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Kaine and Allen disagree on most everything
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BY CHELYEN DAVIS
When Friday's jobs report came out, the response from Virginia's two Senate candidates was predictable.
Republican George Allen blamed "Tim Kaine's Washington allies," who he said "have hindered and obstructed much-needed investment, innovation and job growth with their excessive regulating and taxing policies."
Democrat Kaine echoed the themes national Democrats pressed in their just-ended convention--that they know the country has "a long way to go" to recover from the recession but that things are slowly getting better.
Both statements were typical of the two campaigns' themes, and indicate what voters can expect to hear from these two former governors in the final two months of the campaign.
Allen's campaign--like presidential candidate Mitt Romney's--has been built around criticism of Democratic policies in Washington, something to which he ties Kaine at every opportunity, and how he would do things differently.
His jobs statement put it in a nutshell: "The federal health care tax law, the assault on coal, the ban of Virginia offshore energy exploration and $500 billion defense cuts under a deal that risks over 200,000 Virginia jobs demonstrate the Washington Democrats' continued failure of placing their partisan agenda ahead of Virginia families," Allen said.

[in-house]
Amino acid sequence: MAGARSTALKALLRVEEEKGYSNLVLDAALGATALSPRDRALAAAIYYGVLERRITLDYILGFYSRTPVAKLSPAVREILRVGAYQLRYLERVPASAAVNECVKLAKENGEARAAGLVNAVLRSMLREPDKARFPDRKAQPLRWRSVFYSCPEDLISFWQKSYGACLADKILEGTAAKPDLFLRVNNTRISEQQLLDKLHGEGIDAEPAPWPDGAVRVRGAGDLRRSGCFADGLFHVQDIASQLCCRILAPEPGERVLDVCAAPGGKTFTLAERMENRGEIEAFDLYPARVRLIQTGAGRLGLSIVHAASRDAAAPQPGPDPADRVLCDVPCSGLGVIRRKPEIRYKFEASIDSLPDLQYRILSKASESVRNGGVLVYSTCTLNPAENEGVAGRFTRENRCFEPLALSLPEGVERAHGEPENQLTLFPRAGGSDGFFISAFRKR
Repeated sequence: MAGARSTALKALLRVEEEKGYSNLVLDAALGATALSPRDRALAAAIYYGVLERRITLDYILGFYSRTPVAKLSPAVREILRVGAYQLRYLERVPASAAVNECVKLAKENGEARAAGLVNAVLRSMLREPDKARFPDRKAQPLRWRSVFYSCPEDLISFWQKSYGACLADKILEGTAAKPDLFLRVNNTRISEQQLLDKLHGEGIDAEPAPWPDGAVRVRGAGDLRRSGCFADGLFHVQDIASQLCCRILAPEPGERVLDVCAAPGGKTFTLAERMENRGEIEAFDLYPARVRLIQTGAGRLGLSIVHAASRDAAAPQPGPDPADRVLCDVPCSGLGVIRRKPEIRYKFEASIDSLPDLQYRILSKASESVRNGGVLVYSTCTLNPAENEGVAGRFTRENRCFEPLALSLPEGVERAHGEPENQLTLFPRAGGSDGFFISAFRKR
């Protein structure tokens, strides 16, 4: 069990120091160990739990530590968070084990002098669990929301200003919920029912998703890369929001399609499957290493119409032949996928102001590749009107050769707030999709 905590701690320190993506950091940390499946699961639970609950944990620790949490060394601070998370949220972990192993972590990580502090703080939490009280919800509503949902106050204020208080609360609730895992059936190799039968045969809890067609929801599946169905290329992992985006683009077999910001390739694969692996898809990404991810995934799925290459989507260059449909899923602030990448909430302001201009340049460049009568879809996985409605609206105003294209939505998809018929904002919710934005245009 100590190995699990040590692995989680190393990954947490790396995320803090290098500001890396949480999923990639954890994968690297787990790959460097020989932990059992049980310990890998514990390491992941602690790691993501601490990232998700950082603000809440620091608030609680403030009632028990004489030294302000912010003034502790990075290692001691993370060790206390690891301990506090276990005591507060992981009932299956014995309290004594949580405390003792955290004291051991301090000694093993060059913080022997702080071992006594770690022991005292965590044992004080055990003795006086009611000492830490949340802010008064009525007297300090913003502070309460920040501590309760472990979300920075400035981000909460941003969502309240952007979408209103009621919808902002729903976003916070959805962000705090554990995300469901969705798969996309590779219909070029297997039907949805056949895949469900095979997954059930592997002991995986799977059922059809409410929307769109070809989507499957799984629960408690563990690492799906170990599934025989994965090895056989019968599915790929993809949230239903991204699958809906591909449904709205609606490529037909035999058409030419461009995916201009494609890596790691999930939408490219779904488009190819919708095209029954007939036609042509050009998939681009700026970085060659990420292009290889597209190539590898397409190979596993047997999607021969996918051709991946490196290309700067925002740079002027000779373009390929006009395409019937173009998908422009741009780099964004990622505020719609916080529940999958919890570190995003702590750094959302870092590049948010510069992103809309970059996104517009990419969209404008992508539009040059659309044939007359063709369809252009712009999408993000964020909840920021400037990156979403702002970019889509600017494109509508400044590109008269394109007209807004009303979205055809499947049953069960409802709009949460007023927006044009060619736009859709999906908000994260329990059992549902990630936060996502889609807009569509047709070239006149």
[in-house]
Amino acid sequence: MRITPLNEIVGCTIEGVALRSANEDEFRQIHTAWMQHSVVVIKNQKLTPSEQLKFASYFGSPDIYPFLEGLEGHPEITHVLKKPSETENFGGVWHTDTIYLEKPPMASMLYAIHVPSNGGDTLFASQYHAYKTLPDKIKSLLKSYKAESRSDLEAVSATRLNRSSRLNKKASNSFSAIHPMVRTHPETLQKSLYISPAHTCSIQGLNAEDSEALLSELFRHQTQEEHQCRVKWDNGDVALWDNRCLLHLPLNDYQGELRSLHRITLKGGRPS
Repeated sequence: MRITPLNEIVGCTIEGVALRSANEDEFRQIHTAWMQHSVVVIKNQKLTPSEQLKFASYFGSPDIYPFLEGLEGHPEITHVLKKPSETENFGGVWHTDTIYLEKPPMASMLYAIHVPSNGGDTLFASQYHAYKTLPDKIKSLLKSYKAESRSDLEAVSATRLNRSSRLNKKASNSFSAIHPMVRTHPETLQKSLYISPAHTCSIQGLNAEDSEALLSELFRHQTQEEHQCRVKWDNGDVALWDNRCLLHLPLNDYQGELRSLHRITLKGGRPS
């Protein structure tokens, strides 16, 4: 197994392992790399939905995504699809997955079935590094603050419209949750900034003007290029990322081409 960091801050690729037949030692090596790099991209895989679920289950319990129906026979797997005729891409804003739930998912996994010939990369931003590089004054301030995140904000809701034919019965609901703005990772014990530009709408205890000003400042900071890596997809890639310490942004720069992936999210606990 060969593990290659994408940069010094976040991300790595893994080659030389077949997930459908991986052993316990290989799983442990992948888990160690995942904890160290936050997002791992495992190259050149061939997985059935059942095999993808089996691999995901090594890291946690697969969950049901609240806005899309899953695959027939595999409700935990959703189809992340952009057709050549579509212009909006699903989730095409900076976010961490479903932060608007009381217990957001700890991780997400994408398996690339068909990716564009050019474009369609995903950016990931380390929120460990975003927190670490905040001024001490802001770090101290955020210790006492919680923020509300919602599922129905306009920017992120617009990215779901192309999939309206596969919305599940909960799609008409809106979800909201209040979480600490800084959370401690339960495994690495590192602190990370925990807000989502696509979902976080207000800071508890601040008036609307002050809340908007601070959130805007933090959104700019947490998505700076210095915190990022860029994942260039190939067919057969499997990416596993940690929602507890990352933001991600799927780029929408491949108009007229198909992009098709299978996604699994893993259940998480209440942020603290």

Kaine's campaign message--again, like President Barack Obama's--is that Republican policies helped create the poor economy and that Democrats are slowly righting the ship.
"We know that hard work and tough decisions remain ahead of us," Kaine said in his jobs statement. "I remain unsatisfied with the pace of economic growth, but I reject partisan political calls to return to the very same policies of lax regulations, reckless spending, and tax breaks for the wealthiest Americans and corporations who don't need them which helped create this mess in the first place."
NATIONAL ISSUES ON THE TABLE
In many ways, the issues in this Senate race are similar to those in the presidential race--economic policies, environmental policies, debt and deficit strategies, how to deal with the increasing cost of safety-net programs.
At a debate at the Homestead in August, Allen raised the issue of "sequestration," the bipartisan package of dire federal budget cuts--including billions of dollars from defense--that Congress approved last year and never thought would take effect.
Now the cuts would actually start happening in January, and both sides are pointing fingers and searching for a way to avert them.